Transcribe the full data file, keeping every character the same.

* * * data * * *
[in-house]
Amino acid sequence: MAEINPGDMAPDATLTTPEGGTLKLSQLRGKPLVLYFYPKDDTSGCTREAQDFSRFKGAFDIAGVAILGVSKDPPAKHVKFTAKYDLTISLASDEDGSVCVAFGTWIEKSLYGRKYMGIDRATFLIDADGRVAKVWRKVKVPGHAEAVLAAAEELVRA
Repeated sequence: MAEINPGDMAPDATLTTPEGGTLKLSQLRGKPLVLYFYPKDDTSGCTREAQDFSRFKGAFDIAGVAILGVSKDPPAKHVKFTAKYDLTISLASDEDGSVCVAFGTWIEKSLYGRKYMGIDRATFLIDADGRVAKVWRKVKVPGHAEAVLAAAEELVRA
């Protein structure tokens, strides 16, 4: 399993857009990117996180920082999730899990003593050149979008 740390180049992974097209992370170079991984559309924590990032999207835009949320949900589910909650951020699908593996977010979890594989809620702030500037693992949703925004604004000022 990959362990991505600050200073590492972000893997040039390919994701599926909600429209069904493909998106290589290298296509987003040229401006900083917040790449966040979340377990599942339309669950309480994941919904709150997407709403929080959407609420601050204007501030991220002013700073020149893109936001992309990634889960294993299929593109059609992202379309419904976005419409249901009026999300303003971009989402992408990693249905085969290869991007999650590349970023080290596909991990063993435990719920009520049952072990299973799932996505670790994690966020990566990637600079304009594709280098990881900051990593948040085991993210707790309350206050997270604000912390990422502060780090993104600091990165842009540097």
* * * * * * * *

[in-house]
Amino acid sequence: MAEINPGDMAPDATLTTPEGGTLKLSQLRGKPLVLYFYPKDDTSGCTREAQDFSRFKGAFDIAGVAILGVSKDPPAKHVKFTAKYDLTISLASDEDGSVCVAFGTWIEKSLYGRKYMGIDRATFLIDADGRVAKVWRKVKVPGHAEAVLAAAEELVRA
Repeated sequence: MAEINPGDMAPDATLTTPEGGTLKLSQLRGKPLVLYFYPKDDTSGCTREAQDFSRFKGAFDIAGVAILGVSKDPPAKHVKFTAKYDLTISLASDEDGSVCVAFGTWIEKSLYGRKYMGIDRATFLIDADGRVAKVWRKVKVPGHAEAVLAAAEELVRA
């Protein structure tokens, strides 16, 4: 399993857009990117996180920082999730899990003593050149979008 740390180049992974097209992370170079991984559309924590990032999207835009949320949900589910909650951020699908593996977010979890594989809620702030500037693992949703925004604004000022 990959362990991505600050200073590492972000893997040039390919994701599926909600429209069904493909998106290589290298296509987003040229401006900083917040790449966040979340377990599942339309669950309480994941919904709150997407709403929080959407609420601050204007501030991220002013700073020149893109936001992309990634889960294993299929593109059609992202379309419904976005419409249901009026999300303003971009989402992408990693249905085969290869991007999650590349970023080290596909991990063993435990719920009520049952072990299973799932996505670790994690966020990566990637600079304009594709280098990881900051990593948040085991993210707790309350206050997270604000912390990422502060780090993104600091990165842009540097």